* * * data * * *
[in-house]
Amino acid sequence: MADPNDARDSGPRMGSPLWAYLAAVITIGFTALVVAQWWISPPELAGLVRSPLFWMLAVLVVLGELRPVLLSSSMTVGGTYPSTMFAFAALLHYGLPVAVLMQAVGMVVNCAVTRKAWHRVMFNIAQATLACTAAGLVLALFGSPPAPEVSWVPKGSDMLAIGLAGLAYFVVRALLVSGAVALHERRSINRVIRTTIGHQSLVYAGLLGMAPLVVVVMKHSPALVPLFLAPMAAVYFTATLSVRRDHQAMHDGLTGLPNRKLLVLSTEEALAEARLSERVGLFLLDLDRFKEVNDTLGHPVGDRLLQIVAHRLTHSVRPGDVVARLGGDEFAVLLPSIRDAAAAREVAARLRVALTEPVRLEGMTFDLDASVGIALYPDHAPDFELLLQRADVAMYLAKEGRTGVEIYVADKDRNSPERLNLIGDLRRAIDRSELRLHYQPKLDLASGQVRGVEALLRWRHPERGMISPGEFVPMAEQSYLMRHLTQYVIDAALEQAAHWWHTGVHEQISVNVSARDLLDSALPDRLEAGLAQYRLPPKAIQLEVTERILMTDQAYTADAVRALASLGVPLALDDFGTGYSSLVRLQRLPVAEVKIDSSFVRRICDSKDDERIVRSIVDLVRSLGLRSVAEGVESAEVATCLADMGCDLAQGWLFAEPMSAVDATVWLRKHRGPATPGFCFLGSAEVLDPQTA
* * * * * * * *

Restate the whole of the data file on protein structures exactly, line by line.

[in-house]
Amino acid sequence: MADPNDARDSGPRMGSPLWAYLAAVITIGFTALVVAQWWISPPELAGLVRSPLFWMLAVLVVLGELRPVLLSSSMTVGGTYPSTMFAFAALLHYGLPVAVLMQAVGMVVNCAVTRKAWHRVMFNIAQATLACTAAGLVLALFGSPPAPEVSWVPKGSDMLAIGLAGLAYFVVRALLVSGAVALHERRSINRVIRTTIGHQSLVYAGLLGMAPLVVVVMKHSPALVPLFLAPMAAVYFTATLSVRRDHQAMHDGLTGLPNRKLLVLSTEEALAEARLSERVGLFLLDLDRFKEVNDTLGHPVGDRLLQIVAHRLTHSVRPGDVVARLGGDEFAVLLPSIRDAAAAREVAARLRVALTEPVRLEGMTFDLDASVGIALYPDHAPDFELLLQRADVAMYLAKEGRTGVEIYVADKDRNSPERLNLIGDLRRAIDRSELRLHYQPKLDLASGQVRGVEALLRWRHPERGMISPGEFVPMAEQSYLMRHLTQYVIDAALEQAAHWWHTGVHEQISVNVSARDLLDSALPDRLEAGLAQYRLPPKAIQLEVTERILMTDQAYTADAVRALASLGVPLALDDFGTGYSSLVRLQRLPVAEVKIDSSFVRRICDSKDDERIVRSIVDLVRSLGLRSVAEGVESAEVATCLADMGCDLAQGWLFAEPMSAVDATVWLRKHRGPATPGFCFLGSAEVLDPQTA